Flight Risk

Why small commercial aviation is still unsafe

Why small commercial aviation is still unsafe
Fly At Your Own Risk magazine spread
Fly At Your Own Risk,” by Carol Shaben (November 2009).

In 2005, Kirsten Stevens’ forty-year-old husband, Dave, died when the float plane flying him to work at a logging camp crashed in the waters off northern Vancouver Island, killing everyone on board. She became an advocate for higher Canadian aviation safety standards, eventually joining forces with Hugh Danford, a former pilot and Transport Canada civil aviation inspector turned whistle-blower. The two featured prominently in my November 2009 article, “Fly at Your Own Risk.”

At the story’s heart was the Safety Management Systems initiative, which shifts responsibility for developing and monitoring safety compliance from the government to airlines. When I began investigating, Transport Canada had implemented SMS among large commercial airlines, and was moving toward self-regulation for 600 smaller carriers (including air taxis and commuter airlines) and maintenance organizations. Serving as feeders for major airlines, ferrying workers and freight, these operators connect thousands of Canadians to larger centres, and deliver supplies and medical support to remote communities.

Stevens, Danford, and others had warned of potentially lethal consequences: small airlines have fewer resources and face greater risks than large ones. Introducing self-regulation in a sector that experiences a disproportionate number of accidents, and where oversight was already seen as lax, was akin to putting the fox in charge of the henhouse. A 2008 Auditor General’s report noted that during the transition to SMS, Transport Canada did not document risks or suggest mitigating actions. Nor could the government demonstrate that it had a national mechanism to consistently monitor safety oversight, or that it employed enough qualified inspectors and engineers to do so.

So what has changed since then? Sadly, when it comes to small commercial operators, very little. Last spring, another Auditor General’s report found that despite a “rigorous aviation safety regulatory framework,” in some cases it took Transport Canada more than ten years to identify and address emerging safety issues. It also noted that “for most large air carriers and maintenance organizations and for small air carriers and maintenance organizations, Transport Canada is missing key risk information and has no formal process in place to collect that data.” In 2010–11, the agency completed only two-thirds of planned inspections, and most did not follow an established methodology with appropriate management. Plus, it still had not recruited or trained enough inspectors and engineers.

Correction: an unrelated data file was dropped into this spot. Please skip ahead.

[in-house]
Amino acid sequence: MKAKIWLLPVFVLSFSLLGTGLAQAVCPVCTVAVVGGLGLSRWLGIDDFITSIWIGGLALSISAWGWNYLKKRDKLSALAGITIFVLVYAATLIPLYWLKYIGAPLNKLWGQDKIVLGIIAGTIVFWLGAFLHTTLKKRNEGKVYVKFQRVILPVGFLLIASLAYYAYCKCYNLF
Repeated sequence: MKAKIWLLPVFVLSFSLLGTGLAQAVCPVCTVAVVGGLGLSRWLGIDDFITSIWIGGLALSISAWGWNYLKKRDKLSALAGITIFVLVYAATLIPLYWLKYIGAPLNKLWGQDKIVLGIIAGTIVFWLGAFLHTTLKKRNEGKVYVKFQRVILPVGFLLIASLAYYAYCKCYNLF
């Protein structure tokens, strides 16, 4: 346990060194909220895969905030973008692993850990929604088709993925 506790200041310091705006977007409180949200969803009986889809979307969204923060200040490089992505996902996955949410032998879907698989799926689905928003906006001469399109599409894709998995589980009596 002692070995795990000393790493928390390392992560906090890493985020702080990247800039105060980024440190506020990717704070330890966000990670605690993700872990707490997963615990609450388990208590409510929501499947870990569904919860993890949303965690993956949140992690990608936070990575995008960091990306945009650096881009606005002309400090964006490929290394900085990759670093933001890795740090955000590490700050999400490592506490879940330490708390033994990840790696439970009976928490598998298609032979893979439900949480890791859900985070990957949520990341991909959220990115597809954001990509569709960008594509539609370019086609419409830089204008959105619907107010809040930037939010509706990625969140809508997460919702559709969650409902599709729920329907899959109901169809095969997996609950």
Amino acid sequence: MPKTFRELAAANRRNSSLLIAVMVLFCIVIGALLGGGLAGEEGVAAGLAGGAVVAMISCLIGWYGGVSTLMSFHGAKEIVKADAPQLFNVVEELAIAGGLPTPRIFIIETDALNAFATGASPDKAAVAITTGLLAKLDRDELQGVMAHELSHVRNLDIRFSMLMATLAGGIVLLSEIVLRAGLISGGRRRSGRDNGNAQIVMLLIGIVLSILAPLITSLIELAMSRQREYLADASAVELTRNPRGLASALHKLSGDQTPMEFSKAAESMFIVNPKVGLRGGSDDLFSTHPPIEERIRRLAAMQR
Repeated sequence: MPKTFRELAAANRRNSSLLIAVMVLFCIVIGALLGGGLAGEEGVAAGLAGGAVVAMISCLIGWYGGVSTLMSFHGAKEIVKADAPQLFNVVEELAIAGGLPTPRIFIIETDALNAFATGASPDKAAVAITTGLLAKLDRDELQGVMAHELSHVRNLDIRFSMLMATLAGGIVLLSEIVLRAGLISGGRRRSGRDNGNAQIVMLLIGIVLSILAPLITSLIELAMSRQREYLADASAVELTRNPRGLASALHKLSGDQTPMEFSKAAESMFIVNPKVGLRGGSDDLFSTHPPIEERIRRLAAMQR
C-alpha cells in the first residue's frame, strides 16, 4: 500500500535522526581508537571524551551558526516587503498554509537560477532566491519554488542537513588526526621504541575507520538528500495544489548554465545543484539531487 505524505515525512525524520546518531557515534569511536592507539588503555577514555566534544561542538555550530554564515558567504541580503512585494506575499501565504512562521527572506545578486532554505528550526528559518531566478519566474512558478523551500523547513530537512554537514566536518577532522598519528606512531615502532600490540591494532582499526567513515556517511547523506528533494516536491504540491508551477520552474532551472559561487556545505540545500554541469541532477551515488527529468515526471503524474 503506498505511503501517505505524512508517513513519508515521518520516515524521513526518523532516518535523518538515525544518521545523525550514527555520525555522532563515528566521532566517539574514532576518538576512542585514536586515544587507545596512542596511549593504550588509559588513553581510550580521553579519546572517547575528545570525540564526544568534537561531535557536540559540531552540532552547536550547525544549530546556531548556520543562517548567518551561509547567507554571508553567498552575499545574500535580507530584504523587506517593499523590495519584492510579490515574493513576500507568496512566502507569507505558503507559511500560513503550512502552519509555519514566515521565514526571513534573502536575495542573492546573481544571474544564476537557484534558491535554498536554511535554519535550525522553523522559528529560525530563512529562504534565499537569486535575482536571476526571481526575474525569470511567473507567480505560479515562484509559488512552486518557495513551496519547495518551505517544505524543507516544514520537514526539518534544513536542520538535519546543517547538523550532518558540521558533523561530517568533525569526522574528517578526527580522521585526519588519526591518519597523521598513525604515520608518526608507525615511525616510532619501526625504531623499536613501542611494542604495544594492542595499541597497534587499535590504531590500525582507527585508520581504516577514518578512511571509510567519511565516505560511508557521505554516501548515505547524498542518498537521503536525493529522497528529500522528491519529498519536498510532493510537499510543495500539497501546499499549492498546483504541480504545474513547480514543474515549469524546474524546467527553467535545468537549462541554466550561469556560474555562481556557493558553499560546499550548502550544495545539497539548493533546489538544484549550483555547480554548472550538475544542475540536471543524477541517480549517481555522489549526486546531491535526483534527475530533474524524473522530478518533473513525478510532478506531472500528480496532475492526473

Many experts believe SMS can help aviation companies develop effective safety systems—but not without government oversight. For now, Transport Canada has put SMS implementation on hold among smaller operators, yet they raise the greatest concern: from 2002 to 2011, they accounted for 91 percent of all commercial aircraft accidents and 93 percent of fatalities.

“I can see some progress when it comes to safety in the float plane industry,” Stevens told me recently, proud of her success in pushing for recommendations that mandate better emergency exits, and personal flotation devices for float plane passengers and crew. But she added that Transport Canada continues to reduce oversight for small operators.

She has had to pull back from her advocacy work due to health issues. Last December, she let go of something she had held on to for almost a decade: the serial plate from her husband’s salvaged airplane. She mailed it across the country to Hugh Danford, to thank him for his support. He calls the plate a treasure from the deep. “I don’t consider it mine,” he told me. “It’s on loan, and it’s an inspiration to carry on.”

This appeared in the April 2013 issue.

Carol Shaben
Carol Shaben published Into the Abyss: How a Deadly Plane Crash Changed the Lives of a Pilot, a Politician, a Criminal, and a Cop in fall 2012.